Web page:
A committee that determines whether churches are conforming to Southern Baptist Convention affiliation rules will consider whether the prominent Saddleback Church can continue in fellowship with the SBC after church leaders recently ordained three women pastors.
This week, the Southern Baptist Convention is gathering in Nashville, Tennessee for what may be the denomination's most consequential denominational meeting for any Protestant denomination in the last 30 years. But who are Southern Baptists, and why is their vote on a new president and a series of resolutions reverberating so loudly across the entire American religious landscape?
Outgoing Southern Baptist Convention President J.D. Greear opened up the two-day Southern Baptist meeting using a different gavel than the one traditionally used. The traditional gavel was named for John A. Broadus, a founding faculty member of Southern Baptist Theological Seminary. Broadus was a slaveholder and a believer in white superiority. So, instead of using the Broadus Gavel, Greear used the Judson Gavel, named for the first SBC missionary.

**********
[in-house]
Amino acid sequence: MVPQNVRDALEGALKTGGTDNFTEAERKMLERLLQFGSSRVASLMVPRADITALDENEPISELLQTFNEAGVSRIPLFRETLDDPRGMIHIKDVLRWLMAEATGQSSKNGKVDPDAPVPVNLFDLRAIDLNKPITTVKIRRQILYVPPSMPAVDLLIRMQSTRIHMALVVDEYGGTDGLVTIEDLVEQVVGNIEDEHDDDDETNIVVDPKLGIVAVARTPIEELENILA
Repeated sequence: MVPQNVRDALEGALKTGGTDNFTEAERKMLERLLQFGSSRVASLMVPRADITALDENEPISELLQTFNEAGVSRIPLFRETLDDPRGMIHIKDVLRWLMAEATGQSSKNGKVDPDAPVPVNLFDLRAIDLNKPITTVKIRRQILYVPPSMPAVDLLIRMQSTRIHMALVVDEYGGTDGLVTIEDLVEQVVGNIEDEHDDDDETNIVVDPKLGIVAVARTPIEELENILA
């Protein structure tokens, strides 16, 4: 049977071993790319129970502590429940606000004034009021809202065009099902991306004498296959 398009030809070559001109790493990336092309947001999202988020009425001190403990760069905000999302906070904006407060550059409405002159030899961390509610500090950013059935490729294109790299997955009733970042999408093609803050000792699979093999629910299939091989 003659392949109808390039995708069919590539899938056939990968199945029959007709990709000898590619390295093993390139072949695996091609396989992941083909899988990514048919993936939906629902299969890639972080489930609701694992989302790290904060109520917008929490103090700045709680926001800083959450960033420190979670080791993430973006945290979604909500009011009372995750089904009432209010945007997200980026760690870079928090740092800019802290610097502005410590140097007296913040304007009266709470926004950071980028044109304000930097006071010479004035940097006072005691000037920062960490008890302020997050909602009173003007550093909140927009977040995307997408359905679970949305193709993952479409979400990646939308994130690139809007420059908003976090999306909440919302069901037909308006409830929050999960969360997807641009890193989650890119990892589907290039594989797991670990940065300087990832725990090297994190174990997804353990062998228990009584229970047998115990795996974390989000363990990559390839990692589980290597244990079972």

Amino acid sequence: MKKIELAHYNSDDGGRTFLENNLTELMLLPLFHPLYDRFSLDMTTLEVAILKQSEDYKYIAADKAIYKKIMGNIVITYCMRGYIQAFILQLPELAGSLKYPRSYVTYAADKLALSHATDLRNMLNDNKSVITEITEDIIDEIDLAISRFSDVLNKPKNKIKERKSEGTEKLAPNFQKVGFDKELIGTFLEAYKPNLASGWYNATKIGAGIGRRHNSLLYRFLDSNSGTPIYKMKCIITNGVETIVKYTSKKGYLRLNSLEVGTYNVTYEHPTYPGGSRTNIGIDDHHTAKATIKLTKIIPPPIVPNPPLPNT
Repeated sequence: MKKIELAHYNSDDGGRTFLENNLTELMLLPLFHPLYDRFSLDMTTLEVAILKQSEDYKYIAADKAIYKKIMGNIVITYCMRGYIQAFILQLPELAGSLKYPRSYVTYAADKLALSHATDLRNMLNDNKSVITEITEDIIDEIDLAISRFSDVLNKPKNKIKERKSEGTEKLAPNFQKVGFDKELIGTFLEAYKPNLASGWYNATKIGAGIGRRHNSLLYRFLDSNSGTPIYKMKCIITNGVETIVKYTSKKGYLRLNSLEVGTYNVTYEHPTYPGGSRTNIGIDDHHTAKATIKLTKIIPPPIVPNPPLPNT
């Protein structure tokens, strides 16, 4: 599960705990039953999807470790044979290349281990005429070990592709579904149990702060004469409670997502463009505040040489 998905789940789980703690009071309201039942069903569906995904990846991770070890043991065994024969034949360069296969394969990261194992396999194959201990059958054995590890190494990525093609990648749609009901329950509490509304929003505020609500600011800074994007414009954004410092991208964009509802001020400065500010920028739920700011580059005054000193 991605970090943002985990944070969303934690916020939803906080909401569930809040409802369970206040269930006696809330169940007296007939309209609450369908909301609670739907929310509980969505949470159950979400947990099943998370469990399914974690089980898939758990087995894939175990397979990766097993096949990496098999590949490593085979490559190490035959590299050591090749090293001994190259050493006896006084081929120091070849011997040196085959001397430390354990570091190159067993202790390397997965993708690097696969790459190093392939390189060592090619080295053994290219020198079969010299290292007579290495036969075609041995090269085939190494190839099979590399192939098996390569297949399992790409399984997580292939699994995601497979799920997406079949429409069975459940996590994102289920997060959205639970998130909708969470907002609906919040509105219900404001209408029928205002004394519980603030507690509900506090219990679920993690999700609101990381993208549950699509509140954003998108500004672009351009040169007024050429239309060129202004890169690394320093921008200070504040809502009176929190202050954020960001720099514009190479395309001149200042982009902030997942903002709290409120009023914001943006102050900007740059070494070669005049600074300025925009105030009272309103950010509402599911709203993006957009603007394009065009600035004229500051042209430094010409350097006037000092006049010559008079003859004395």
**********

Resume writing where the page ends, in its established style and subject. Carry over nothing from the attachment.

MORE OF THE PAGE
SBC messengers passed a resolution Tuesday that warned of the effects of the Equality Act. The bill would amend the Civil Rights Act of 1964 by adding “sexual orientation” and “gender identity” to the list of protected classes for public places, education and employment.
Ed Litton, an Alabama pastor and newly-elected President of the SBC, said that Southern Baptists will have to “work out and iron out some of our differences,” adding that he hopes to “build bridges and not walls” and help the denomination “return to the roots of what God has called us to do.”
Last night, SBC messengers elected as president Pastor Ed Litton of Alabama. He was nominated by Fred Luter, the only Black pastor to serve as president of the largest Protestant denomination in the US. Rev. Luter praised Litton’s commitment to racial reconciliation and told messengers that he has dealt compassionately with the issue of sexual abuse within SBC churches as well. We need a leader of such compassion in these difficult times.